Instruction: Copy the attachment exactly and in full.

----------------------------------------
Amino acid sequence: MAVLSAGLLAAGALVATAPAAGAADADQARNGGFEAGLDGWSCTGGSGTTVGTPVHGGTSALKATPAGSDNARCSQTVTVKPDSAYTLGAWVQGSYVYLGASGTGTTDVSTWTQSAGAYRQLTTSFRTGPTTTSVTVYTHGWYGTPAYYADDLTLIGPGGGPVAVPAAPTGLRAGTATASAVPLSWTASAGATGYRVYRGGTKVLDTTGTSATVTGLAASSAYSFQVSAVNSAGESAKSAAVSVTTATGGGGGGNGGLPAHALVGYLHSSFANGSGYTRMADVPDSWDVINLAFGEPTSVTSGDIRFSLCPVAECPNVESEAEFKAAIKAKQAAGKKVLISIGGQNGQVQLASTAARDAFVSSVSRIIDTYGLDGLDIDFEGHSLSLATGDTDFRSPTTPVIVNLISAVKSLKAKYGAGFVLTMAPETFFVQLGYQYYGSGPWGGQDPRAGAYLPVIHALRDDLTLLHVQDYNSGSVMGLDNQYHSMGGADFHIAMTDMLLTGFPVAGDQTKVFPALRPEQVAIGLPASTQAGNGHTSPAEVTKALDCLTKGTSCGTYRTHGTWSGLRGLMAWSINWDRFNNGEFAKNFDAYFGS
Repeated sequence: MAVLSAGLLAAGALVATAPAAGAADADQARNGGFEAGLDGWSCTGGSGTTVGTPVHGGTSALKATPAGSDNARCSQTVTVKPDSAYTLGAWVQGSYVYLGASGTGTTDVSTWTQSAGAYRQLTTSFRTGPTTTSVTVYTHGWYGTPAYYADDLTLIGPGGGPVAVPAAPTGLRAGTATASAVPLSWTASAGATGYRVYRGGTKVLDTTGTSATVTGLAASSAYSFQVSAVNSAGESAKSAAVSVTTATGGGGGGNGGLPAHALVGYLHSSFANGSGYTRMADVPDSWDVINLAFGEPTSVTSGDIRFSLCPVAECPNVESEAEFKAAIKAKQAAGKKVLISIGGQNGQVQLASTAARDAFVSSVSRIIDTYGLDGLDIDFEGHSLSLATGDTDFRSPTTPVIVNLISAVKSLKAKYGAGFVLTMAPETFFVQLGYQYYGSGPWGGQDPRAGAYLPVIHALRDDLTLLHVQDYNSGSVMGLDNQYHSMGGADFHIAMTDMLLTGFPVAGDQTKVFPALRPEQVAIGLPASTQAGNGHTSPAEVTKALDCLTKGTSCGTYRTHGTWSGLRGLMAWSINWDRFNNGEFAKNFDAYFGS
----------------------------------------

Amino acid sequence: MAVLSAGLLAAGALVATAPAAGAADADQARNGGFEAGLDGWSCTGGSGTTVGTPVHGGTSALKATPAGSDNARCSQTVTVKPDSAYTLGAWVQGSYVYLGASGTGTTDVSTWTQSAGAYRQLTTSFRTGPTTTSVTVYTHGWYGTPAYYADDLTLIGPGGGPVAVPAAPTGLRAGTATASAVPLSWTASAGATGYRVYRGGTKVLDTTGTSATVTGLAASSAYSFQVSAVNSAGESAKSAAVSVTTATGGGGGGNGGLPAHALVGYLHSSFANGSGYTRMADVPDSWDVINLAFGEPTSVTSGDIRFSLCPVAECPNVESEAEFKAAIKAKQAAGKKVLISIGGQNGQVQLASTAARDAFVSSVSRIIDTYGLDGLDIDFEGHSLSLATGDTDFRSPTTPVIVNLISAVKSLKAKYGAGFVLTMAPETFFVQLGYQYYGSGPWGGQDPRAGAYLPVIHALRDDLTLLHVQDYNSGSVMGLDNQYHSMGGADFHIAMTDMLLTGFPVAGDQTKVFPALRPEQVAIGLPASTQAGNGHTSPAEVTKALDCLTKGTSCGTYRTHGTWSGLRGLMAWSINWDRFNNGEFAKNFDAYFGS
Repeated sequence: MAVLSAGLLAAGALVATAPAAGAADADQARNGGFEAGLDGWSCTGGSGTTVGTPVHGGTSALKATPAGSDNARCSQTVTVKPDSAYTLGAWVQGSYVYLGASGTGTTDVSTWTQSAGAYRQLTTSFRTGPTTTSVTVYTHGWYGTPAYYADDLTLIGPGGGPVAVPAAPTGLRAGTATASAVPLSWTASAGATGYRVYRGGTKVLDTTGTSATVTGLAASSAYSFQVSAVNSAGESAKSAAVSVTTATGGGGGGNGGLPAHALVGYLHSSFANGSGYTRMADVPDSWDVINLAFGEPTSVTSGDIRFSLCPVAECPNVESEAEFKAAIKAKQAAGKKVLISIGGQNGQVQLASTAARDAFVSSVSRIIDTYGLDGLDIDFEGHSLSLATGDTDFRSPTTPVIVNLISAVKSLKAKYGAGFVLTMAPETFFVQLGYQYYGSGPWGGQDPRAGAYLPVIHALRDDLTLLHVQDYNSGSVMGLDNQYHSMGGADFHIAMTDMLLTGFPVAGDQTKVFPALRPEQVAIGLPASTQAGNGHTSPAEVTKALDCLTKGTSCGTYRTHGTWSGLRGLMAWSINWDRFNNGEFAKNFDAYFGS